Date of Award

Spring 2003

Document Type

Dissertation - Restricted

Degree Name

Doctor of Philosophy (PhD)



First Advisor

Pink, William

Second Advisor

Eckman, Ellen

Third Advisor

Pavlik, Robert


The goal of this interpretive study was to detail the emic perspectives of three Rectors Magnificus on the educational issues on the island of Curacao, Netherlands Antilles. The thinking of the Rectors about educational reform and their perceptions of the factors that both enhance and limit reform efforts were explored. The NVivo for Qualitative Research software and the Constant Comparative method of data analysis were used to code, analyze, and refine the data. Three major perspectives emerged from the findings. The first theme detailed "Tracking as the key to gaining access to higher learning". Based on this analysis, the concept of categorical thinking was used to describe the educational system that uses tracking as the primary source for organizing education. The second theme detailed "Teacher education reform as the key to educational change". Rectors explained the native language issue, their concern about expanded opportunity, and the limited authority of the Rector Magnificus and the local University in the field of education, as major sources of conflicts. I affirmed, from their perspectives, that the impact of categorical thinking dominated proposals to reform. The third theme detailed "The politics of protecting self-interest" as representing the core of the conflicts. Based on this analysis, it became clear that the power of categorical thinking makes the goals for improving individual opportunities and those for improving inequality very difficult to realize. Recommendations for improving education include acknowledging the fact that categorical thinking has controlled both the current organization and practice of education and its reform. The analysis of the literature on educational reforms in educational systems around the world also supports the power of categorical thinking in the conceptualization and implementation of educational reforms. I close by suggesting much needed reforms in: (a) the role assumed by the local University in leading educational reform, (b) the expansion of teacher education on the island, and (c) the creation of a research center that focuses on connecting the expertise at the University with the community.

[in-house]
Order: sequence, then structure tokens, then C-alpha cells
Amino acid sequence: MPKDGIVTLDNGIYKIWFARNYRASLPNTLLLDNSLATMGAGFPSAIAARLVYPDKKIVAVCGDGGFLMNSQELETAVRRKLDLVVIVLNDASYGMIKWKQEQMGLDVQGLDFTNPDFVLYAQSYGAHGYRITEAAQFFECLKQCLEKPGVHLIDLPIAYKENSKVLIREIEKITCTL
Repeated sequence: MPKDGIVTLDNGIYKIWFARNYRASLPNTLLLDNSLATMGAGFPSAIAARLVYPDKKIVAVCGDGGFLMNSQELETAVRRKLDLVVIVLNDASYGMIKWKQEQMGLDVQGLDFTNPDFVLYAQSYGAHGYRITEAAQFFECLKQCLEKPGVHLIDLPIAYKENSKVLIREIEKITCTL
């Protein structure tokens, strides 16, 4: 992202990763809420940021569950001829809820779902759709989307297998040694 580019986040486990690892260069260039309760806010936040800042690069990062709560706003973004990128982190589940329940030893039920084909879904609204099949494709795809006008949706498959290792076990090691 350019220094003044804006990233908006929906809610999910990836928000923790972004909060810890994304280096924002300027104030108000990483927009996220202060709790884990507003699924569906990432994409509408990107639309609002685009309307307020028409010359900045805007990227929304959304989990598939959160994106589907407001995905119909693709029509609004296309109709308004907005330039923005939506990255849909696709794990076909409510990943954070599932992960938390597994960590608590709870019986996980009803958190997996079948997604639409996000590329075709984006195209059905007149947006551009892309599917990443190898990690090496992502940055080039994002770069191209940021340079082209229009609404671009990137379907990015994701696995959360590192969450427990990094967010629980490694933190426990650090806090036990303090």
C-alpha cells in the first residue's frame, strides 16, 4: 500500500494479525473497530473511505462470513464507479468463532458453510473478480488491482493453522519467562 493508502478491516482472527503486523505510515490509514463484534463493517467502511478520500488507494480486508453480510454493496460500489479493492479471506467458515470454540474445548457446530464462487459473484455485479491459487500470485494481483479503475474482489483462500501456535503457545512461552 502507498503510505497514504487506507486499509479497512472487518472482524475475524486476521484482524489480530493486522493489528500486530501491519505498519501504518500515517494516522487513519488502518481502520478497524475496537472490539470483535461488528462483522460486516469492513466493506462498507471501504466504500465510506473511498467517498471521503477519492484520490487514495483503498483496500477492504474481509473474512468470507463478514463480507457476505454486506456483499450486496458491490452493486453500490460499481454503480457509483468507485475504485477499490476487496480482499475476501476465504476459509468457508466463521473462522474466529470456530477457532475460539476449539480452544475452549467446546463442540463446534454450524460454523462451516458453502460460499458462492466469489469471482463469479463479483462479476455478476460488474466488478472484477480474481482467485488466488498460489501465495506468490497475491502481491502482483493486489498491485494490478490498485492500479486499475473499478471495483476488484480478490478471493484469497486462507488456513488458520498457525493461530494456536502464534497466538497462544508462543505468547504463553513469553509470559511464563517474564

Restricted Access Item

Having trouble?